While my first microphone was a model 99-45460 from Lafayette Radio Electronics (read about it here), many of the mics owned by my garage bandmates were from Radio Shack, usually the Realistic Highball-2. Some of you likely had at least one as well—it was a popular mic in the early 1970s that offered acceptable quality at a good price.
“The Shack,” as we called it, had a number of in-house brands, including Archer (antennas and accessories), Duofone (telephones and accessories), Micronta (scientific and education equipment), and Optimus and Realistic (audio/video). The store sold many cost-effective items that we used with our fledgling bands, including mixers, amplifiers, cables, adapters, and of course, mics.
Radio Shack was founded in Boston in 1921 by brothers Theodore and Milton Deutschmann to provide amateur (ham) radio gear and electronic parts for a growing market. The company was named for the term used for radio rooms on ships, and many hams today still refer to their radio rooms as shacks.
To expand sales, in 1939 the company started distributing a catalog with audio equipment in addition to radio gear and parts. As the company grew, it added stores around the U.S., and carried more consumer electronics goods. But by the early 1960s, Radio Shack was near bankruptcy when it was purchased by the Tandy Corporation, which later also bought Allied Radio, a similar operation.
In 1977, Radio Shack was one of the first companies to offer a personal computer, the TRS-80, which was very popular. (By the way, the “TRS” stands for “Tandy Radio Shack.”)
A popular marketing program of the time were cards for the “Battery of the Month Club”—cardholders were entitled to a free in-house-brand battery once a month. My dad and I would drive to our local Shack almost every month to get a free battery (and usually something else!).
The diaphragm of the Highball-2.
Now known as “RadioShack,” stores (and the website) still offer a variety of parts and consumer electronics with an emphasis on mobile phones, wireless plans and accessories.
The company used catalog numbers to identify all products, and number 33-985 was the Realistic Highball-2. It debuted in the early 1970s and was manufactured in Japan, as were many of the in-house brands for Radio Shack, Lafayette and other electronic manufacturers of the era.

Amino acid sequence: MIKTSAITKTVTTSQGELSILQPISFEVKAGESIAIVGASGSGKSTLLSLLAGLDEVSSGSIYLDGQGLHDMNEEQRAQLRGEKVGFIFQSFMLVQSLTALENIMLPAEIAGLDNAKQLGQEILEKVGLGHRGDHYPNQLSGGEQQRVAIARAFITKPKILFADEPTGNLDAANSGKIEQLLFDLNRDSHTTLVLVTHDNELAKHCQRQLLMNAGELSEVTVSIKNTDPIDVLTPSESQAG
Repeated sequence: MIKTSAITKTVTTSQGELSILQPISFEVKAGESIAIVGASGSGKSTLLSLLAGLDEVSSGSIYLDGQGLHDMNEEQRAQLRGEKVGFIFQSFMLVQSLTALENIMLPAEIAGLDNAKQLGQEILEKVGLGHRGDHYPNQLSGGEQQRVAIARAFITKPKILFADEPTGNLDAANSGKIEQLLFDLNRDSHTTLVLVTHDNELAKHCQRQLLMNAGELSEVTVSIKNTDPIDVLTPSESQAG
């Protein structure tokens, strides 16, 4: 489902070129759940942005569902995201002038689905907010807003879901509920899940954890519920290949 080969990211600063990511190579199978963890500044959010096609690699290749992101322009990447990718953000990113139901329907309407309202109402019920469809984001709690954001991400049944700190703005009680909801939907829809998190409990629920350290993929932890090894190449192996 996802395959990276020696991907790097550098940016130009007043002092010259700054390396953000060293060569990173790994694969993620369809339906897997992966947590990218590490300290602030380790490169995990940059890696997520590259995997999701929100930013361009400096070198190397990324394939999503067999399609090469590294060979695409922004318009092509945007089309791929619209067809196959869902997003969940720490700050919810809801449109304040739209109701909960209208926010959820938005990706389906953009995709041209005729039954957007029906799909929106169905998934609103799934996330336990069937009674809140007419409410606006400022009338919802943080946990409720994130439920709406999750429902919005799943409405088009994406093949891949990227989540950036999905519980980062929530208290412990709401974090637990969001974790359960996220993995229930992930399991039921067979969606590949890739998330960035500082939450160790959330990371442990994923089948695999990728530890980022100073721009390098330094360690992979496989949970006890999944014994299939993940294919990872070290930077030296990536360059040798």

The Highball-2 is a handheld, omnidirectional pattern “ball” mic offering dual impedance and a fixed cable, shipping in a Styrofoam-lined package. A later model was low-impedance only (600 ohms) and came in a smaller unlined cardboard box.
Physically the two look identical except the model number on the later low-impedance version was changed to 33-985B, labeled as such on the switch cover, while the earlier version featured a decorative star emblem on the front of the grill.
The decorative star emblem on the grill of the early version.
The original Highball-2 was advertised as having a “Feedback Filter,” with later ads omitting this “feature.” I’m assuming it was just an earlier marketing term for the “pop proof screen” that is noted prominently in later advertising.
And credit where credit’s due—the ball grill is very well made and is outfitted with an inner metal perforated piece as well as a foam lining. It does stop “pops” and “plosives” very well.
Both models sport a fixed rubber jacketed cable a little more than 6 feet long. The earlier dual impedance versions had a standard 1/4-inch phone plug that could be removed to rewire the mic for high or low impedance. The later version offered an attached, molded 1/4-inch phone plug.
The cables were way too short for stage use even though ads showed performers onstage with mics in hand and plenty of extra cable to spare.
The later low-impedance version, complete with on-off switch.
Many users (like me) bought an extension cable with a molded female 1/4-inch jack at one end and a molded 1/4-inch plug at the other that allowed us to actually use the mics onstage (as well as in our garages and basements). Being omnidirectional, they weren’t exactly the best mics to use on a noisy live stage.
Both versions shipped with a plastic stand mount clip. The earlier versions featured chrome plated metal on the threaded section that screws to a mic stand, while the later versions were all plastic.
I acquired my first Highball-2 microphone from a buddy in high school who traded me a few items for a guitar pedal. At the time I thought he got the better end of the deal, but now I think I made out better, still in possession of a classic mic that brings back memories of my garage band days.
Realistic Highball-2 Specs
Transducer Type: Plastic dynamic
Polar Pattern: Omnidirectional
Frequency Response: 90 Hz – 11 kHz (B models were 50 Hz – 13 kHz)
Sensitivity: -82 dB low impedance, -59 dB high impedance
Nominal Impedance: 250 Ohms or 50 kOhms
Size: 7.25 x 2 inches
Net Weight: 20 ounces
Price for a new one in 1973: $13.95
Craig Leerman is senior contributing editor of ProSoundWeb and Live Sound International, and is an avid collector of microphones. Check out more Microfiles from Craig here.